(b) a protection component, the protection component being in communication with the signal processing component such that the protection component being able to predict a flight path of the aircraft and overlay the flight path on the digital terrain elevation data and being able to determine if a potential controlled flight into terrain situation exists, the protection component further being able to determine a recovery flight path to avoid terrain; and
(c) a pilot vehicle interface, the pilot vehicle interface communicating with the protection component such that the pilot vehicle interface can issue to the pilot of the aircraft a warning if there exists a potential impending flight into terrain, and issue to the pilot directions for a recovery flight path solution to prevent flight into terrain, the directions for a recovery flight path solution being based on the recovery flight path to avoid terrain.
2. The embedded terrain awareness warning system for aircraft of claim 1, wherein the pilot vehicle interface issues a visual and an aural warning to the pilot indicating direction and maneuver for recovery.
3. The embedded terrain awareness warning system for aircraft of claim 2, wherein the protection component predicts two flight paths, the two flight paths being a vertical recovery trajectory and an oblique recovery trajectory, the protection component setting a warning if both the vertical recovery trajectory and the oblique recovery trajectory intersect digital terrain, the warning being issued to the pilot by the pilot vehicle interface.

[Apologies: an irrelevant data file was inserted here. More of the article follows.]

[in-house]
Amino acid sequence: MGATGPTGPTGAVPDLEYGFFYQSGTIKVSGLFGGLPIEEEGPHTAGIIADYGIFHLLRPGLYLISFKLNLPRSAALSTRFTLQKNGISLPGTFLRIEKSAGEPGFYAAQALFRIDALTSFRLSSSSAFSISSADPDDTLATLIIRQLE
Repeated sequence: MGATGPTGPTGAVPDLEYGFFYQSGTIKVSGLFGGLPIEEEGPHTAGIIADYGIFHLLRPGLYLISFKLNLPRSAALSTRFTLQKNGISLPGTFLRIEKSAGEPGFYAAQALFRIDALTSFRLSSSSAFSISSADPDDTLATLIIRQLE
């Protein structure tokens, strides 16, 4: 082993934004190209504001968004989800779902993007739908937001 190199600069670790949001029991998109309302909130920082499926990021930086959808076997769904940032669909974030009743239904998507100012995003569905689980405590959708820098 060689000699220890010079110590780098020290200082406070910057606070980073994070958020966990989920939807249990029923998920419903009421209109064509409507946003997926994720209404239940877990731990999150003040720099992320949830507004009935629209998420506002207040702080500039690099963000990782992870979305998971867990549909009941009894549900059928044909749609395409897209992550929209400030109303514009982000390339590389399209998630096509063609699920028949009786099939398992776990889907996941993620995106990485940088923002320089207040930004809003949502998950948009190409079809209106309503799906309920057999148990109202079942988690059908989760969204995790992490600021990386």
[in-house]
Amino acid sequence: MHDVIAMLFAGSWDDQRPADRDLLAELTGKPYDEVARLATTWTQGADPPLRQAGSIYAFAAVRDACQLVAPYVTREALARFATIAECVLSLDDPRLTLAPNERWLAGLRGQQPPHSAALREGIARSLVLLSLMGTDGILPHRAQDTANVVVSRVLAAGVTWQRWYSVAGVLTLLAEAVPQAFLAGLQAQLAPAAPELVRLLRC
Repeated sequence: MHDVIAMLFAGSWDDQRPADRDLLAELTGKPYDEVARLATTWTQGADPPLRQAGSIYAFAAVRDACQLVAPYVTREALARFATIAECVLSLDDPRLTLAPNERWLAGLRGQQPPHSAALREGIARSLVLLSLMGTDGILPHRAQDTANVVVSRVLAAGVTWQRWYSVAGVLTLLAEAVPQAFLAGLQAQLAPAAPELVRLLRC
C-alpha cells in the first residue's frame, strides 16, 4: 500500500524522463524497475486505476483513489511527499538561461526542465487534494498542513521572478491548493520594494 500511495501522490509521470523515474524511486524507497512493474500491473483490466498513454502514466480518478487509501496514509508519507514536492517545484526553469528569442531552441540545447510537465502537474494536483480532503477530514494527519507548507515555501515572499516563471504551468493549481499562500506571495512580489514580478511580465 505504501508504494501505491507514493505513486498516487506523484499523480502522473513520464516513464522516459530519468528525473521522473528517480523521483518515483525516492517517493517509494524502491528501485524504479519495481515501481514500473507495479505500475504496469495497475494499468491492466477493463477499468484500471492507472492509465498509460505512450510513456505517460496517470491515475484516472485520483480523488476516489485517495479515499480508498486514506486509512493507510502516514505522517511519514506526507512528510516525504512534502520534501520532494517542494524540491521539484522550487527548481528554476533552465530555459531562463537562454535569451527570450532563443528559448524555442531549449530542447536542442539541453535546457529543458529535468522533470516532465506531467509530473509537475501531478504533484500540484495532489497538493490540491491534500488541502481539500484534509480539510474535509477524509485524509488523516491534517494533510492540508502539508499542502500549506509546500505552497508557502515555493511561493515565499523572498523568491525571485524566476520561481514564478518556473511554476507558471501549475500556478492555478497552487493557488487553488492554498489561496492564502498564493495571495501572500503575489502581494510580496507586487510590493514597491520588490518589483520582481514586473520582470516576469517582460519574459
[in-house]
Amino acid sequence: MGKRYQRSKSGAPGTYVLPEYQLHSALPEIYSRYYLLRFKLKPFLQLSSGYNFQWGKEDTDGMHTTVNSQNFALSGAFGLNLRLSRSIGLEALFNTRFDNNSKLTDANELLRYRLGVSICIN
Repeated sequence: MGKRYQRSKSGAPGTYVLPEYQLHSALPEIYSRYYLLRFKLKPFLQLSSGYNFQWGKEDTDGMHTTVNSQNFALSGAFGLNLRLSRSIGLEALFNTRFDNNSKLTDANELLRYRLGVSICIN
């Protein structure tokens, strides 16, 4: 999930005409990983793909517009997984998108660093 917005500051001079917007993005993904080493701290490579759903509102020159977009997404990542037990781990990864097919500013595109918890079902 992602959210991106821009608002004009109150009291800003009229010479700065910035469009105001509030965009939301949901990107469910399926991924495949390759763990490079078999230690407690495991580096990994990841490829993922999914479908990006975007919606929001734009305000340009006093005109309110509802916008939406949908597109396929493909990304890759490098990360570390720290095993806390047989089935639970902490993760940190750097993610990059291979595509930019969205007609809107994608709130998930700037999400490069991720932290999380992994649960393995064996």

4. The embedded terrain awareness warning system for aircraft of claim 3, wherein the flight paths are broken down into five components, the five components include a pilot response phase, a roll response phase, a G-delay phase, a G-onset phase and a dive recovery phase.
5. The embedded terrain awareness warning system for aircraft of claim 4, wherein the warning to the pilot is issued only when both the vertical recovery trajectory and the oblique recovery trajectory intersect digital terrain for four consecutive iterations.
6. The embedded terrain awareness warning system for aircraft of claim 5, wherein the warning is cleared when either of the recovery trajectories no longer intersect the digital terrain for four consecutive iterations.
7. An embedded terrain awareness warning system for aircraft, the aircraft being flown by a pilot, the system comprising:
(a) a signal processing component, the signal processing component communicating with three-dimensional digital terrain elevation data, the three-dimensional digital terrain elevation data containing digital terrain, the signal processing component being able to take input data from aircraft sensors and determine aircraft velocity and aircraft position on the three-dimensional digital terrain elevation data;